So you want to make a presentation? Welcome to the club.
When presentation design software first became the *next big thing* there was really only one player on the market worth mentioning...
Folks, we've come a long way since Office 2003. PowerPoint may be a tough king to topple, but there really are tons of options out there for your presentation needs. 👑
Maybe you’re looking for a change of pace, need a more collaborative platform, or are just plain sick of seeing the color orange on your screen. Or heck, maybe you’re a diehard PowerPoint fan (ahem, me) and just clicked on this article to see if I could convince you to use a different program.
Whether you’re a PowerPoint-power-user, a casual presenter or anything in between, you’ve got choices. I know choice can sometimes be… confusing... so I made this handy dandy guide to the most common alternatives to Michael Scott’s favorite presentation platform.
Do they beat PowerPoint? I’ll leave that up to you.
TLDR: Frequent presentation creator? PowerPoint. Die hard Apple user? Keynote. Intricate graphics or image effects? InDesign. Want to shake things up? Prezi. Heavily collaborative or looking to save some $$$? Google Slides.
Think PowerPoint, but made by Apple.
Okay okay, so maybe there’s a little more to it. Keynote is part of the iWork productivity suite. It comes pre-installed on any Apple computer/iPad you buy, making it an accessible option if you’re already an Apple user.
According to Apple, Keynote features a “clean, intuitive interface that puts important tools front and center.” It’s helpful to have all the commonly used tools right at your fingertips. Eliminate the need to click around tabs for the align tool that you use every. darn. time.
Keynote and the Adobe suite have more compatibility than some of these alternatives. So if you’re a frequent Adobe user, Keynote may be an easy transition for you. Be warned, if you’re a frequent PowerPoint user, the Keynote interface will be tricky to navigate at first.
Pros: No additional cost to install (if you already use Apple products). Use it on iPad and iCloud storage. Offers a great selection of templates.
Cons: Less support documentation online (when compared to PowerPoint), and compatible with macOS only.
I must say, I’m impressed with Google Slides. Why? Because for a product that is completely and totally free it doesn’t suck.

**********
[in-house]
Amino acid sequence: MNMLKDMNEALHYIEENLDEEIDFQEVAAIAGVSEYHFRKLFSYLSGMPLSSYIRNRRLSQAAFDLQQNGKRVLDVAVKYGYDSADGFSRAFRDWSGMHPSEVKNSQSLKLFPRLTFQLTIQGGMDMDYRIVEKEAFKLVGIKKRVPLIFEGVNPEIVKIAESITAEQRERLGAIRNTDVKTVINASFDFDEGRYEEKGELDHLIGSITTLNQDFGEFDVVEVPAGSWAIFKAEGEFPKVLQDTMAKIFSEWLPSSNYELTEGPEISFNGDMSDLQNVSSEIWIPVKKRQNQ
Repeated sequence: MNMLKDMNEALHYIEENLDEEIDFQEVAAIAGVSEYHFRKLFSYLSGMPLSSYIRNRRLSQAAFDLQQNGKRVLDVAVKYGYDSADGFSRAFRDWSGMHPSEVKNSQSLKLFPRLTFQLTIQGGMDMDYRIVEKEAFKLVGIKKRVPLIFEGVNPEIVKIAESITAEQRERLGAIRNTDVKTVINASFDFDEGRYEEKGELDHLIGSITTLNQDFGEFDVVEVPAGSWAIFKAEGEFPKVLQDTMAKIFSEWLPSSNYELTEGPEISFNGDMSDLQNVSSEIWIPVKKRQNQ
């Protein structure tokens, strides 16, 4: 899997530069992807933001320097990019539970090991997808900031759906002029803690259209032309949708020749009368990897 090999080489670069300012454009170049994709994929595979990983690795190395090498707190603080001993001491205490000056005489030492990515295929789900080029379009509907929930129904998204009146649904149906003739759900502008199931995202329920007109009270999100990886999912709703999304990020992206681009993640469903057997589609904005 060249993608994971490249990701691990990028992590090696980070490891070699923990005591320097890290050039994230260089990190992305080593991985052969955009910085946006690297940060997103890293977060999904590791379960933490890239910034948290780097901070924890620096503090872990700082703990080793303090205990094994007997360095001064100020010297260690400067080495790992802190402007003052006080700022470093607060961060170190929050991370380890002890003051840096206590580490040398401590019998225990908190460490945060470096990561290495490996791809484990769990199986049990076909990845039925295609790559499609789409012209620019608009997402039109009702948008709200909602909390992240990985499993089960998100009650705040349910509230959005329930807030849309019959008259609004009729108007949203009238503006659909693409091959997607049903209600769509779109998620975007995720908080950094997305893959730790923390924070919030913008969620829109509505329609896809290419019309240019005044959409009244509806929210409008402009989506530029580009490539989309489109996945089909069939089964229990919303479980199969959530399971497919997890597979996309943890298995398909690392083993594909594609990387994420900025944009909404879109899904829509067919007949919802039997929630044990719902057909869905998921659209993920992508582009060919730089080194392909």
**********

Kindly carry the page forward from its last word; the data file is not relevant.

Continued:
Sure, there are a limitations to the product. It’s difficult to build graphics and tables, there’s no support for SVGs, and some features just don’t work as well compared to PowerPoint. If you’re looking for a powerful design program, you’ll have to keep searching.
If you’re okay with those pitfalls, Google Slides does have a lot to offer. The platform is based in the Google cloud, meaning there's nothing for you to download. You can also access your files from anywhere. All you need is a browser and some internet.
Where Google Slides shines is in collaboration. Multiple people can be working on the presentation at the same time, and it’s easy to leave comments and make changes to the file as you go.
Pros: No download, easily collaborate, free.
Cons: No SVG support, difficult to create graphics, not as many templates and support documents.
Prezi is a web based presentation tool that uses a zoom in/zoom out motion style instead of individual slides. It is probably the most well-known alternative to the traditional slide format we’ve come to associate with presentations.
Think of Prezi as one blank canvas. As your presentation advances, you move around the canvas and zoom in on the content you’re talking about next. It’s a great option for people who need a change of pace from the traditional slide based presentation format.
Prezi works best when the presentation follows a story arc, or when you're delivering a more informal presentation. Think company lunch and learn, not a conference keynote. The non-traditional format is what makes Prezi unique, but not appropriate for every occasion.
Many of Prezi’s features are locked behind a pay-wall with a variety of payment tiers, however they do offer a 2 week free trial.
Pros: Web based, robust library of templates, something a little “different.”
Cons: Paid service, easily turns gimmicky, little design support.
It’s no secret that the team here at Lightboard loves InDesign. But did you know it can be used as an extremely powerful presentation tool too?
InDesign is a great choice if you’re working with graphics that were built elsewhere in the Adobe Suite. It also has the power and precision needed to level up your presentation. Imagine the "oohs" and "ahs" you'll get because text overlaps perfectly with the image every time. InDesign makes it easy to get these details right.
Understandably moving your presentation design process to InDesign can be daunting. I highly recommend it if you have previous knowledge of the Adobe Suite. It’s not as user friendly of an interface as PowerPoint, and you won’t be able to open InDesign for the very first time and create something wonderful. But as with most good things in life, the practice is worth it.
Pros: Compatible with Illustrator/Photoshop, precise and powerful interface.
Cons: No design templates, difficult for a non-adobe user to go in and make tweaks.
So who's the winner here? You tell me, @lightboarding on Twitter.